For many, Russell Crowe is the “Greatest Living Australian”. Living, he certainly is, bursting with life, in fact, despite a smoking habit that makes his voice sound like a lorry in low gear. Greatest, possibly, if you mean most famous, or most recognisable, after two decades as Hollywood’s burly bruiser of choice. But Australian he definitely isn’t, and he’s sore about it.
He’s lived there for 38 of his 50 years but they won’t let him be a citizen. Perhaps that’s what makes him so good at playing heroes rejected by their homeland. Maximus Decimus Meridius, the Roman general betrayed by his emperor’s patricidal son in Gladiator. The eponymous hero in Robin Hood, outlawed by bad King John and at war with the even more wicked Sheriff of Nottingham.
Crowe’s biggest films have earned him upwards of $20 million a time, but, fabulously wealthy though he is, all his efforts to become a citizen of the place he calls home have failed. “It’s funny,” he says, though he’s definitely not smiling. “I was born in New Zealand but I’ve been in Australia since 1968. As a kid, I handed out ‘how to vote’ cards to help elect the prime minister.”
But he still can’t vote there himself. When he applied for citizenship, after marrying an Australian singing star (Danielle Spencer; they’re now separated) and having children, he was turned down. “They changed the law for New Zealanders,” he says, “and no matter how long you’d been in the country, if you weren’t in Australia for the majority of 2000 to 2002 – when I was particularly busy filming overseas – you can’t become a citizen.”
His only option, he explains in a suite at London’s Dorchester Hotel, is to apply for a visa based on “special talent” and then try to parley it into citizenship later. He’s rumbling mad about it, in a very Russell Crowe way, talking softly but looking daggers. “I’ve been awarded the Federation medal,” he says, counting his distinctions on stubby fingers, “I’ve been voted one of Australia’s 50 national treasures. I’ve even had my face on an Australian stamp, the only non-Australian to do so,” he thinks a moment, “apart from the Queen, of course [and a few others, Russell]. It’s so, so…” I wait for the explosion, fearful for the Dorchester’s spindly furniture, “…unreasonable.”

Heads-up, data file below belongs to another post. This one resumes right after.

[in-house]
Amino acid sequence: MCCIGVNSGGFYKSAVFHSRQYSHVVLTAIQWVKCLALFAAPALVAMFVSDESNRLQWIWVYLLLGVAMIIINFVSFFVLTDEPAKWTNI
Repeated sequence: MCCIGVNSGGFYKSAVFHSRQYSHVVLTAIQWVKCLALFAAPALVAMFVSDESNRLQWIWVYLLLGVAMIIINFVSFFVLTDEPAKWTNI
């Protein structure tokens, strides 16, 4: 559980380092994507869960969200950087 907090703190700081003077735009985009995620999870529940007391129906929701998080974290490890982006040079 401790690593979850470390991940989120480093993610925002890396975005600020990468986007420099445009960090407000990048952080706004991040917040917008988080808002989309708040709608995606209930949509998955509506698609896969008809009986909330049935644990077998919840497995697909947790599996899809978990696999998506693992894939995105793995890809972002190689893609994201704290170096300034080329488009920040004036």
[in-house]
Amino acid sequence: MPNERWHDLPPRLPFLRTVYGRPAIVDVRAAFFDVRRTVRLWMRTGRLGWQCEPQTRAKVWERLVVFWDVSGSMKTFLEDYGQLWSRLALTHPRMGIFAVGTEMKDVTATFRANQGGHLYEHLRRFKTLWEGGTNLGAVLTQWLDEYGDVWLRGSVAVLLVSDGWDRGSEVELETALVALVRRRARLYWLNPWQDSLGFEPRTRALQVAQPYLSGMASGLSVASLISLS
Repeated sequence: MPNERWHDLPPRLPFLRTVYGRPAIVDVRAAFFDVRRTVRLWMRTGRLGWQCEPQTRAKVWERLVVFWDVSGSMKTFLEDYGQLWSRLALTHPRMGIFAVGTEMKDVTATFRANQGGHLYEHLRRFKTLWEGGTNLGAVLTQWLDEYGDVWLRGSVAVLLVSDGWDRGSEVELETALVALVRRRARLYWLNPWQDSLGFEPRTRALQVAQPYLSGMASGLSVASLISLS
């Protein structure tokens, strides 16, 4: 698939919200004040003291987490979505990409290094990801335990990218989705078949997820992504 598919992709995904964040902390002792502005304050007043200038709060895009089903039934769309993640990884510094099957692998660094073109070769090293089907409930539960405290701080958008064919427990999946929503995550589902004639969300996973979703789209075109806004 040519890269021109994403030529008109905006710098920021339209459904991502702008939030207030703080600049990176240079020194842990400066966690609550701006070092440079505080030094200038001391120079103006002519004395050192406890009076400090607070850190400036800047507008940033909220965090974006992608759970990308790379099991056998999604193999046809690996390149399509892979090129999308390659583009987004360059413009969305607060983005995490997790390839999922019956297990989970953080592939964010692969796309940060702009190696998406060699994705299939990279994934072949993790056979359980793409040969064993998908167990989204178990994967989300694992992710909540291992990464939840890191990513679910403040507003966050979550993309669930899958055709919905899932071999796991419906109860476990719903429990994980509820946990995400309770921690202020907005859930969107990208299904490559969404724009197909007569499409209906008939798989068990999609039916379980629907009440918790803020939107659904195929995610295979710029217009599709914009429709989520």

He is smaller than you’d imagine, well shy of six feet. Scruffy, with his creased-up jeans and hoodie, he’s a careless counterpoint to the deep-pile and decorous soft furnishings. He’s affable, talkative, calls you “mate” a lot. Very, well, Australian. He’s in town to follow the rugby league team he not only owns, but, to hear him talk, has practically resurrected. They’re a bunch of one-time losers called the South Sydney Rabbitohs.
The club had fallen on hard times when Crowe and other backers bought the team in 2006. They’re now the Australian Premiership champions, to Crowe’s “deep, deep satisfaction”. He loves them, not just for their triumphant, blokey manliness, but for what their success means for a rough, tough slice of Sydney with more than its fair share of problems.
“People have seen the club pick itself up by its bootstraps, become a competitive team, a dominant team, a championship team. It’s picked up the whole place. Not just sport – there are going to be more doctors and lawyers coming out of South Sydney now we’ve shown that no matter how dark it gets, you can actually turn things around and be successful.”
There’s a totally gratuitous tribute to the Rabbitohs – “You beauties” – at the end of Crowe’s latest film, which he’s plugging while he’s over here. “I put it there because I could,” he says. As director, as well as star, of The Water Diviner he called the shots – in every sense.
The film’s subject couldn’t be further from rugby league. It’s about Gallipoli, the First World War campaign for control of the Dardanelles, exactly 100 years ago, that looms so large in the Australian and New Zealand psyche. Crowe plays a farmer whose three sons were supposedly all killed in the Battle of Lone Pine, and whose wife, mad with grief, commits suicide. He sets off to recover their remains and his increasingly improbable quest is intercut with flashback scenes of the battle itself.
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